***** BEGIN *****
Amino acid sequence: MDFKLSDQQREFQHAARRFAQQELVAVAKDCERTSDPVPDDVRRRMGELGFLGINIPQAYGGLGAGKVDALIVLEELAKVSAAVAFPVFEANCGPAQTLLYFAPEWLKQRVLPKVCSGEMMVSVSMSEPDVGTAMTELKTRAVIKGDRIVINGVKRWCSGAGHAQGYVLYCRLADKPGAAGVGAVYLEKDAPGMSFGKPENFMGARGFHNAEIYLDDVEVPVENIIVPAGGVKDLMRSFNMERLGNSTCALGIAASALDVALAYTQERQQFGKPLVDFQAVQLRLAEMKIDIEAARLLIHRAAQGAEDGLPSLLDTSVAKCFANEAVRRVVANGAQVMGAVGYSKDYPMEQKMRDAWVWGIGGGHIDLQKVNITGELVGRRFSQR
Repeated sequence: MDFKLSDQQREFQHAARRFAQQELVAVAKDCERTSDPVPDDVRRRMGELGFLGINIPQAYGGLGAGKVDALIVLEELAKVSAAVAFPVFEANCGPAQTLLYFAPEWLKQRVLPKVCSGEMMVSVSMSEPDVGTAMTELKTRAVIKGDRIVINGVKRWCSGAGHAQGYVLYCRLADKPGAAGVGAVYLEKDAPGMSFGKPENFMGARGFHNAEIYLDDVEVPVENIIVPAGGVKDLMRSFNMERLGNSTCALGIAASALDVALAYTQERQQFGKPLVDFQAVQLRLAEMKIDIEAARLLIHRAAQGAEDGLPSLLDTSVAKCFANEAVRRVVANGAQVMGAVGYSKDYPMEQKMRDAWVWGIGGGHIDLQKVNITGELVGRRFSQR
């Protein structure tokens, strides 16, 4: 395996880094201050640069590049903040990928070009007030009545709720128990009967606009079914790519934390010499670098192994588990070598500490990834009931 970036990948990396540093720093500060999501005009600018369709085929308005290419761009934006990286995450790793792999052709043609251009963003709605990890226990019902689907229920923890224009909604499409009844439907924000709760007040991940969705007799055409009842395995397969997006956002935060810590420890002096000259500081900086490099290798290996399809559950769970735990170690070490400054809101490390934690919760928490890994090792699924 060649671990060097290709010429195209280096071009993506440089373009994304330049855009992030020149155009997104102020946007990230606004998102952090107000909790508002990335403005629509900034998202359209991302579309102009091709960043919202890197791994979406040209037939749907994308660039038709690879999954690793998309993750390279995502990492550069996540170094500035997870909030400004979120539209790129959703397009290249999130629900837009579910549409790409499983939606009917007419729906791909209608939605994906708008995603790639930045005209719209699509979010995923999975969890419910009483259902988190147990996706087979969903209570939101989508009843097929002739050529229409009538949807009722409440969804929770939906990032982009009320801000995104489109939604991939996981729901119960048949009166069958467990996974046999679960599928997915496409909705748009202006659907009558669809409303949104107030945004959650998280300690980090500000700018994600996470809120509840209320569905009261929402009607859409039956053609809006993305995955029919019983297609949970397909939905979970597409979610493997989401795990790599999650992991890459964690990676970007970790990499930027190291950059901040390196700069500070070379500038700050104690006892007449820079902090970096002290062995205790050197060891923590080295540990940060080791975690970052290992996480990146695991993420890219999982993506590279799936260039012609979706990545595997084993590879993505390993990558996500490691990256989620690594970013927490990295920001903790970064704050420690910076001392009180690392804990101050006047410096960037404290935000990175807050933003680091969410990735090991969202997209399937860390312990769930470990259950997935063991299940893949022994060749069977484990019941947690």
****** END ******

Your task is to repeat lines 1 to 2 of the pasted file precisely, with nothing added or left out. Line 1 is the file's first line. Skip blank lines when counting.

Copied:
Amino acid sequence: MDFKLSDQQREFQHAARRFAQQELVAVAKDCERTSDPVPDDVRRRMGELGFLGINIPQAYGGLGAGKVDALIVLEELAKVSAAVAFPVFEANCGPAQTLLYFAPEWLKQRVLPKVCSGEMMVSVSMSEPDVGTAMTELKTRAVIKGDRIVINGVKRWCSGAGHAQGYVLYCRLADKPGAAGVGAVYLEKDAPGMSFGKPENFMGARGFHNAEIYLDDVEVPVENIIVPAGGVKDLMRSFNMERLGNSTCALGIAASALDVALAYTQERQQFGKPLVDFQAVQLRLAEMKIDIEAARLLIHRAAQGAEDGLPSLLDTSVAKCFANEAVRRVVANGAQVMGAVGYSKDYPMEQKMRDAWVWGIGGGHIDLQKVNITGELVGRRFSQR
Repeated sequence: MDFKLSDQQREFQHAARRFAQQELVAVAKDCERTSDPVPDDVRRRMGELGFLGINIPQAYGGLGAGKVDALIVLEELAKVSAAVAFPVFEANCGPAQTLLYFAPEWLKQRVLPKVCSGEMMVSVSMSEPDVGTAMTELKTRAVIKGDRIVINGVKRWCSGAGHAQGYVLYCRLADKPGAAGVGAVYLEKDAPGMSFGKPENFMGARGFHNAEIYLDDVEVPVENIIVPAGGVKDLMRSFNMERLGNSTCALGIAASALDVALAYTQERQQFGKPLVDFQAVQLRLAEMKIDIEAARLLIHRAAQGAEDGLPSLLDTSVAKCFANEAVRRVVANGAQVMGAVGYSKDYPMEQKMRDAWVWGIGGGHIDLQKVNITGELVGRRFSQR